Click to Skip Ad
Closing in...

A Gold Mine For Film Research

Leonard Maltin By Leonard Maltin | Leonard Maltin March 17, 2010 at 4:00AM

Like anyone who’s spent much of his life in libraries and archives, hearing a young person claim that you can find “everything you need” to do research online is upsetting, to put it mildly. One can easily find simple information, and misinformation, but if you’ve devoted hours and days digging through vintage film publications or studio production files you know that acres of primary research materials don’t exist on the Internet. Even if you’re lucky enough to have access to great collections like the ones held by The Academy of Motion Picture Arts and Sciences’ Margaret Herrick Library in Beverly Hills, or the New York Public Library in Manhattan, you’re limited to how many hours or days you can spend taking notes and making photocopies.
3

Like anyone who’s spent much of his life in libraries and archives, hearing a young person claim that you can find “everything you need” to do research online is upsetting, to put it mildly. One can easily find simple information, and misinformation, but if you’ve devoted hours and days digging through vintage film publications or studio production files you know that acres of primary research materials don’t exist on the Internet.

Even if you’re lucky enough to have access to great collections like the ones held by The Academy of Motion Picture Arts and Sciences’ Margaret Herrick Library in Beverly Hills, or the New York Public Library in Manhattan, you’re limited to how many hours or days you can spend taking notes and making photocopies.

One dedicated film scholar and archivist is trying to change all that. David Pierce has initiated a privately-funded project called Media History Digital Library, which is described—

—as “A major conservation and access project for historical printed materials related to cinema, broadcasting and recorded sound.” Several major libraries and an individual described as “the owner of the largest private collection of such materials” are participating in the project.

The goal: widespread, free access to a world-class collection of periodicals. (And what’s more, the banishment of poorly-scanned microfilm, the bane of any researcher’s existence. Why suffer through a dim or blurry black & white copy of a magazine when modern scanning makes perfect, full-color copies available?)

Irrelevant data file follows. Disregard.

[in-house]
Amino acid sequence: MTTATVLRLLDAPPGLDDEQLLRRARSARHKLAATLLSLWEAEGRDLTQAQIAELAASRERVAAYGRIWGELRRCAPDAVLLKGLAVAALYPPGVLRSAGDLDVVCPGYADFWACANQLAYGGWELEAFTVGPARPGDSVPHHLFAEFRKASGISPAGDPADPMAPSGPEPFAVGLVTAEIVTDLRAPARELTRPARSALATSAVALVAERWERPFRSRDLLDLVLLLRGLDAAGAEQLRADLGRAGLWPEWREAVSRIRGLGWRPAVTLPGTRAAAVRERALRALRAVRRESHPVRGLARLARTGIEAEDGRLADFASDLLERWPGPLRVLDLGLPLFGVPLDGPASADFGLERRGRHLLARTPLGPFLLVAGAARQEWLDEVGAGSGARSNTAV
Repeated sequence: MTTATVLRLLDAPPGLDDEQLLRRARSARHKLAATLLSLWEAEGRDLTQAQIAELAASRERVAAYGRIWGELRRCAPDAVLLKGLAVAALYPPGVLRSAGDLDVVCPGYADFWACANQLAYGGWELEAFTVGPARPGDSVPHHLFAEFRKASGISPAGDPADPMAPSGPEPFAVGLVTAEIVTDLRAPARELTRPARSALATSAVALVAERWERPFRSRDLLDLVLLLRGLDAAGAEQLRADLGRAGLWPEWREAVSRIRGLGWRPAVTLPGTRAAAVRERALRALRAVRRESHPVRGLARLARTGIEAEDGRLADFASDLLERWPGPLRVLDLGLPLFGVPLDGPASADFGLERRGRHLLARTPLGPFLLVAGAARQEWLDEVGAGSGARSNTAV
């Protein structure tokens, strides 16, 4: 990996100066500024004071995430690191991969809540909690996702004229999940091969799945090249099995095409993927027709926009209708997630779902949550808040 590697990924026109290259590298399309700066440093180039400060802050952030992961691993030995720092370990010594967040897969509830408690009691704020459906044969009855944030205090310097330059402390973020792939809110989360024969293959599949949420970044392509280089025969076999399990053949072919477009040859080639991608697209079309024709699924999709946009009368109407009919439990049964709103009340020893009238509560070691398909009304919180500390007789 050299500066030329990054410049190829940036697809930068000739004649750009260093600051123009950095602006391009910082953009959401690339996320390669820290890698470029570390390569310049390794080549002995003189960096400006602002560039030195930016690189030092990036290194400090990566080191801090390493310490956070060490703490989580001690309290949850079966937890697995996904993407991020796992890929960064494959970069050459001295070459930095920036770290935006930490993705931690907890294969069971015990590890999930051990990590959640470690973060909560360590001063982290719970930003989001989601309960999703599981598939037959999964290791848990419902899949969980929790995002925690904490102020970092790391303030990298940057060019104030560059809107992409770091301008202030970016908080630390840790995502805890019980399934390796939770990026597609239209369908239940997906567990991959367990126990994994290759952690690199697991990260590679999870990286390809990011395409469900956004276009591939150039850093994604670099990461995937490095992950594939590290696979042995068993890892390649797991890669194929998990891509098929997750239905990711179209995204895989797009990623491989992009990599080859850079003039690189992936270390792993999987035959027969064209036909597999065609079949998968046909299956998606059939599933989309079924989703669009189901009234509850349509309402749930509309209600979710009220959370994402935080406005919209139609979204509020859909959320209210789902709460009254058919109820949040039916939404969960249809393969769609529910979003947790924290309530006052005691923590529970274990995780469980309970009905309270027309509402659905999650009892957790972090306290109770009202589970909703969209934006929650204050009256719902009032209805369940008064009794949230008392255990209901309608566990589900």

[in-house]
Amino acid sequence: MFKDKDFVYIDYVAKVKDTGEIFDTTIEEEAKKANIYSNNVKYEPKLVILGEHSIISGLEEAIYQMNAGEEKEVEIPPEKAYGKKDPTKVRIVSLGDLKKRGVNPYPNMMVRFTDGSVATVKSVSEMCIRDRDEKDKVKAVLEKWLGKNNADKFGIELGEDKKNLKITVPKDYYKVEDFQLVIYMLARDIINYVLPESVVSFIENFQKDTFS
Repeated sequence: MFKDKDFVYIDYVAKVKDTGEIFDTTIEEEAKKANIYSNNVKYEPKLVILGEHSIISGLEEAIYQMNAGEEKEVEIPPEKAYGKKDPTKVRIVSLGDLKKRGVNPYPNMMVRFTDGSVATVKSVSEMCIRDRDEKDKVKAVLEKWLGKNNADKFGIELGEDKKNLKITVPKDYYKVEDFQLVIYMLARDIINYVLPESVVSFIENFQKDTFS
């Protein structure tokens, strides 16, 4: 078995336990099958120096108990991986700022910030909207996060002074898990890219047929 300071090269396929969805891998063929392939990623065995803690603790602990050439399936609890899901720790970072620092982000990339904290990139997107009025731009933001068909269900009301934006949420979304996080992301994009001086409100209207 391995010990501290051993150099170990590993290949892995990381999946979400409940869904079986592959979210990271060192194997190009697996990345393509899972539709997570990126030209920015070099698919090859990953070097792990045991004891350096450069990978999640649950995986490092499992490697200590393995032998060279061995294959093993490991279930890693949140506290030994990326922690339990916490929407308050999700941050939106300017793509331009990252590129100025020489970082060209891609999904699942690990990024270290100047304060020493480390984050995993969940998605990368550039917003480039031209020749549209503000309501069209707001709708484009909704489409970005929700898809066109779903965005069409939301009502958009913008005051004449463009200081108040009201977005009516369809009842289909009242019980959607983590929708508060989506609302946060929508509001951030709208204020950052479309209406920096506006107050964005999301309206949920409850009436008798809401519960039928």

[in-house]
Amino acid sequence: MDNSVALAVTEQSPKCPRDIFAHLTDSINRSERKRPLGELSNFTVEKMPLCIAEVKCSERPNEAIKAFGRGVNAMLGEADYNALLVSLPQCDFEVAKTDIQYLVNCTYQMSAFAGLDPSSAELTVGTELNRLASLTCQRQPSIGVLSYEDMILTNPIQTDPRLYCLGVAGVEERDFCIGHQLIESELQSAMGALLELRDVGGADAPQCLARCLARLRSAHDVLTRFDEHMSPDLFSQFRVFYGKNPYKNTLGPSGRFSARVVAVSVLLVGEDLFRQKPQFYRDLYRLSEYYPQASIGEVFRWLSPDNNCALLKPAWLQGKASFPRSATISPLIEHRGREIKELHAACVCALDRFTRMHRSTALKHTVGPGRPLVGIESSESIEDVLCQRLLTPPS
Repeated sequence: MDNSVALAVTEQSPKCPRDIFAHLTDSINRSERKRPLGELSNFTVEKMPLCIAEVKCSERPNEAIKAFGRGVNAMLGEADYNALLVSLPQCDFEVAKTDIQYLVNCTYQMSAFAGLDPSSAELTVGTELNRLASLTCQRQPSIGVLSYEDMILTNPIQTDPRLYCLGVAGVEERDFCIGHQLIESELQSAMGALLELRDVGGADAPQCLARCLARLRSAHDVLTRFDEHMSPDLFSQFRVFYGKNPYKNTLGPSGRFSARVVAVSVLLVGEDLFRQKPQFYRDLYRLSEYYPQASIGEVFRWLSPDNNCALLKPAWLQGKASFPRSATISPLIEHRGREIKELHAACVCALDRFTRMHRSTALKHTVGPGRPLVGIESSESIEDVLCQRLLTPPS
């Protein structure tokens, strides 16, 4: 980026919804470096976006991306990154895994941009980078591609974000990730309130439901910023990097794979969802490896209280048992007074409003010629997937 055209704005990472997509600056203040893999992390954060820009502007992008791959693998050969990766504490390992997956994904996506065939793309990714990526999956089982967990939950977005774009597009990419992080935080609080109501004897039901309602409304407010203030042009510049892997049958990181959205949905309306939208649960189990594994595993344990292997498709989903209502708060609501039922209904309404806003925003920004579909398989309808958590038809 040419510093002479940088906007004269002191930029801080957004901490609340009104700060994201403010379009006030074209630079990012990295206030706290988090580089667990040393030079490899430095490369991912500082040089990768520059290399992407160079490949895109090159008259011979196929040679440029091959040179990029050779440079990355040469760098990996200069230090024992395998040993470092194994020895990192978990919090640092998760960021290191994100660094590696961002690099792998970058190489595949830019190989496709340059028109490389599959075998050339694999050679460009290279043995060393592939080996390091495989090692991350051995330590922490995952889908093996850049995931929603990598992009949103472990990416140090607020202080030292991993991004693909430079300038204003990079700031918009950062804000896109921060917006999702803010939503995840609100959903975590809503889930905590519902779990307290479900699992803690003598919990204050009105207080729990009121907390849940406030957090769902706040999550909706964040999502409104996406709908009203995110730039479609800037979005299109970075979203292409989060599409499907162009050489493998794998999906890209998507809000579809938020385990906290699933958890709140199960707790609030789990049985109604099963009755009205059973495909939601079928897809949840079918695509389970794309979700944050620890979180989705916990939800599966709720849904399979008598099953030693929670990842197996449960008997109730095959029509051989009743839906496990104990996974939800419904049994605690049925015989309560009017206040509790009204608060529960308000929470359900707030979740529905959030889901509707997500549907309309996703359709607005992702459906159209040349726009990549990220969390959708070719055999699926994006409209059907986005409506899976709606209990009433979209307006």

As David explains in his mission statement, “No library has a complete set of the most important early film publication, Moving Picture World (1907-1927), which had a press run of only a few thousand copies. For many journals, including The Hollywood Reporter, only a single complete run is known to exist. These materials provide a wealth of information of regional and national interest—historical figures and events, on theaters, exhibition trends and practices, stage acts, local and network radio and television stations and programming.”

Intrigued? Take a look at some early sample pdf files, from the holdings of the Pacific Film Archive, at www.archive.org. These include four years of Photoplay, one year of Motion Picture Classic and three months of Moving Picture World: great browsing, great reading, and a cornucopia of information.

The Media History Digital Library will also offer something even the finest library, with bound copies of these journals, couldn’t provide: word-search capability.

If you’d like to contribute to the project, or if you have runs of rare trade journals and periodicals you’d be willing to loan, contact David Pierce at prizma2@gmail.com.

This article is related to: Journal, AMPAS, Classic Films , David Pierce